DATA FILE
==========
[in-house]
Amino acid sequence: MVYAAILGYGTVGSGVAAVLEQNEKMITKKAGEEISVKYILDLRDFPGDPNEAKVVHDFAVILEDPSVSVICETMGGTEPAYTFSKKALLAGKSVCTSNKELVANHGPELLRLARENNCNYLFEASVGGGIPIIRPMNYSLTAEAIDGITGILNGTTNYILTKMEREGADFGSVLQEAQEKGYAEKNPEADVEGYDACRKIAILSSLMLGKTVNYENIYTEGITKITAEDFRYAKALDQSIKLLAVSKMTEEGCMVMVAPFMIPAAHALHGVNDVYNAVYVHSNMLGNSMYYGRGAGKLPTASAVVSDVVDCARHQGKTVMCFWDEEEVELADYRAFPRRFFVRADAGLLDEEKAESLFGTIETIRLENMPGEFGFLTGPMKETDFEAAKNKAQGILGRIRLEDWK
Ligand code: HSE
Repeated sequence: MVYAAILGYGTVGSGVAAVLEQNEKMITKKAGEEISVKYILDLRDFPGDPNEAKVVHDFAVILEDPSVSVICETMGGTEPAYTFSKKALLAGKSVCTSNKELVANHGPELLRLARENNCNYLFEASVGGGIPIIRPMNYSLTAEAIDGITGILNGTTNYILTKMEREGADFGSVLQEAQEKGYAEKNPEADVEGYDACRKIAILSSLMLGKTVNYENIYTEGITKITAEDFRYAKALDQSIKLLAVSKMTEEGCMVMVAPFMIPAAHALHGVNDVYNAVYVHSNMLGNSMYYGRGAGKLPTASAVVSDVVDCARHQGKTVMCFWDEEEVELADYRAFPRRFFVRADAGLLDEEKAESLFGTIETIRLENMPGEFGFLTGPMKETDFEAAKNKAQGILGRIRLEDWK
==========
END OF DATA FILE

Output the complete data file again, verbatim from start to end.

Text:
[in-house]
Amino acid sequence: MVYAAILGYGTVGSGVAAVLEQNEKMITKKAGEEISVKYILDLRDFPGDPNEAKVVHDFAVILEDPSVSVICETMGGTEPAYTFSKKALLAGKSVCTSNKELVANHGPELLRLARENNCNYLFEASVGGGIPIIRPMNYSLTAEAIDGITGILNGTTNYILTKMEREGADFGSVLQEAQEKGYAEKNPEADVEGYDACRKIAILSSLMLGKTVNYENIYTEGITKITAEDFRYAKALDQSIKLLAVSKMTEEGCMVMVAPFMIPAAHALHGVNDVYNAVYVHSNMLGNSMYYGRGAGKLPTASAVVSDVVDCARHQGKTVMCFWDEEEVELADYRAFPRRFFVRADAGLLDEEKAESLFGTIETIRLENMPGEFGFLTGPMKETDFEAAKNKAQGILGRIRLEDWK
Ligand code: HSE
Repeated sequence: MVYAAILGYGTVGSGVAAVLEQNEKMITKKAGEEISVKYILDLRDFPGDPNEAKVVHDFAVILEDPSVSVICETMGGTEPAYTFSKKALLAGKSVCTSNKELVANHGPELLRLARENNCNYLFEASVGGGIPIIRPMNYSLTAEAIDGITGILNGTTNYILTKMEREGADFGSVLQEAQEKGYAEKNPEADVEGYDACRKIAILSSLMLGKTVNYENIYTEGITKITAEDFRYAKALDQSIKLLAVSKMTEEGCMVMVAPFMIPAAHALHGVNDVYNAVYVHSNMLGNSMYYGRGAGKLPTASAVVSDVVDCARHQGKTVMCFWDEEEVELADYRAFPRRFFVRADAGLLDEEKAESLFGTIETIRLENMPGEFGFLTGPMKETDFEAAKNKAQGILGRIRLEDWK